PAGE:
Capital projects down in 2019 as economy battles
The value of capital expenditure projects declined by R5bn in 2019, as the economy faced difficult conditions that included extensive power cuts
Capital expenditure projects, an important ingredient for growth and job creation in the economy, declined in 2019 as SA faced difficult conditions that included power cuts, depressed local and global demand, and a poor policy environment.
“The combination of these factors kept business confidence at record lows and investors wary of committing to large expansion plans,” Nedbank said in its latest capital expenditure project listing report released on Wednesday.
According to the report, the value of projects in 2019 was R123bn, down from R128bn in 2018, while the number of projects announced was 58, down from the previous 59 — the lowest level since 2017.
As unemployment remains stuck at record levels of 29.1%, President Cyril Ramaphosa has made attracting fixed investment to the value of R1.2-trillion by 2023 a goal of his administration. Investment in the economy is an important enabler of job creation.
However, load-shedding by cash-strapped power utility Eskom has weighed on economic activity, and uncertainty over policies, such as the mining charter and land expropriation without compensation, have left investors leery.
At last year’s second SA Investment Conference, Ramaphosa announced that about R363bn in investment pledges had been secured from local and international investors.
According to Nedbank economist Johannes Khosa, Nedbank’s report only captures projects that are going ahead or have begun, not projects that are promised and still awaiting approval. The report also does not capture projects valued at less than R20m, and only records projects of an expansionary nature, as opposed to those that are maintenance or pure replacement investments needed to replace worn out capital goods.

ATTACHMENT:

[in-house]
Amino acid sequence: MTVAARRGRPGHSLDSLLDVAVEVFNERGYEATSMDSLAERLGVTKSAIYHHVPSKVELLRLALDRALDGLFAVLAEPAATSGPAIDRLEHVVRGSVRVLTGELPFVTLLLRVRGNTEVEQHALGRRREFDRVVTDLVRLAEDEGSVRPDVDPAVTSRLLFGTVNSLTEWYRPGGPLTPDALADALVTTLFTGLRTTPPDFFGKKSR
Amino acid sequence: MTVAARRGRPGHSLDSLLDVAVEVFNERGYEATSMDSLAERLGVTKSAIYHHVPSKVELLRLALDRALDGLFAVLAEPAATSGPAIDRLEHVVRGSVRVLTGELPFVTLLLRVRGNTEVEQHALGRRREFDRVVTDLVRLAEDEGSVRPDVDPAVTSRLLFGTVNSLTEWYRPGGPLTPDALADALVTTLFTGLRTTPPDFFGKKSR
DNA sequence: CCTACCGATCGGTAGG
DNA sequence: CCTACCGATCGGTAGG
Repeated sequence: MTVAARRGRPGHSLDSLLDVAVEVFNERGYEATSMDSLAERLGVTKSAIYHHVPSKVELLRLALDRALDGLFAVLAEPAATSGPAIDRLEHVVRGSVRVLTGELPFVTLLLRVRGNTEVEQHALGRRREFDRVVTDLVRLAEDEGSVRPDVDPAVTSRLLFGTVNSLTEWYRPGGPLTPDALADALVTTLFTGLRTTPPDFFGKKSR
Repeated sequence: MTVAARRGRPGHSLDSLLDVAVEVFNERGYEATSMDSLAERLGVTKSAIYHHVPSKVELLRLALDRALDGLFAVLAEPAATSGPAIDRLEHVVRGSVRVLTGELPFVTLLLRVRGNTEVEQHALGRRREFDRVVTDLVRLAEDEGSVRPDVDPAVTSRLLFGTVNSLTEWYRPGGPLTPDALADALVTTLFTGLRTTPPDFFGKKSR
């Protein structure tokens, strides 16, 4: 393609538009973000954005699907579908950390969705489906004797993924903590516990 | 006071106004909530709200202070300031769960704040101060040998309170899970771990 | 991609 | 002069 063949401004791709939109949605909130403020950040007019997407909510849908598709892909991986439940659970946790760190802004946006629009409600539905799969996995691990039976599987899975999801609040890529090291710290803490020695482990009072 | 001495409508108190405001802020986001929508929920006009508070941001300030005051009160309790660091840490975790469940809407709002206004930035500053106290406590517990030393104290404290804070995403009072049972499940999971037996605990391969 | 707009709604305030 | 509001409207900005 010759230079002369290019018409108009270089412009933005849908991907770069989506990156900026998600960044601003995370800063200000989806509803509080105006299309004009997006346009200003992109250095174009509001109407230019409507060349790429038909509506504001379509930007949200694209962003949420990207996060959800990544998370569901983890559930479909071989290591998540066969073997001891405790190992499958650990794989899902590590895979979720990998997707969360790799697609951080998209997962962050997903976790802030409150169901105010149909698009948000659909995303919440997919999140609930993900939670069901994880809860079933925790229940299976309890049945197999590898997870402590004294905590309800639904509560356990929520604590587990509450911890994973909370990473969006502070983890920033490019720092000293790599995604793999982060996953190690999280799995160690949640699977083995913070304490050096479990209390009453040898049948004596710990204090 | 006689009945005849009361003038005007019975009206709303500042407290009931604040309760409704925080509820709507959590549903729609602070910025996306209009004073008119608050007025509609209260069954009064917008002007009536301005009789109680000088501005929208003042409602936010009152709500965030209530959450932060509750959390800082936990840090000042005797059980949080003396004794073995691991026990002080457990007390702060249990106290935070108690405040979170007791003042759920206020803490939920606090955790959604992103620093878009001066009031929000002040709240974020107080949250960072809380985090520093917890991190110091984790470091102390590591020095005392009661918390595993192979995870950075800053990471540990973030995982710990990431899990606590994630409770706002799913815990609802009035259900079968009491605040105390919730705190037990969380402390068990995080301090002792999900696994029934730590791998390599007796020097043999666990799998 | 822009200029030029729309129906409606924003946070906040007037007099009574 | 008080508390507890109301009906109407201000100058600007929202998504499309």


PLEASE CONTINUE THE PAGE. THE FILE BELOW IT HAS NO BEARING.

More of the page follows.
Private sector investment
The private sector accounted for most of the investment that took place in 2019 at 63% of the total projects, while the public sector accounted for 29%.
Electricity supply has to improve if fixed investment is going to pick up, said Khosa. “If we see a reduction in load-shedding we are likely to see a pick up in confidence.” Similarly, if the global economy improves and local demand grows, “chances are that companies will commit to expanding capacity”, he said, adding, “but overall, the general picture is very weak.”
Nedbank forecasts fixed investment to only grow by 0.9% in 2020.
“There are still significant concerns about the unresolved policy issues such as on land expropriation without compensation and the unfavourable policy framework for mining,” the report said. “Investors are likely to remain cautious of committing to large capital spending in the short term.”
During 2019, the manufacturing sector saw the largest declines in terms of investments — given subdued demand and domestic operating challenges — with projects valued at R14bn, down from R49bn in 2018.
The value for projects in the sector for 2018 was, however, likely boosted by the first investment conference and the projects announced there and which started to come on stream, Nedbank said. These included the Mercedes-Benz SA plan to spend R10bn expanding its East London plant and paper giant Sappi’s R5bn spend on various plant improvements.
The transport, storage and communications sector saw the largest projects, valued at R44.5bn in 2019, its highest level of investment since 2012.
The value was pushed up by the second phase of the Dube Tradeport special economic zone (SEZ), and the expansion of the Cape Town International Airport and OR Tambo International Airports by Airports Company SA.
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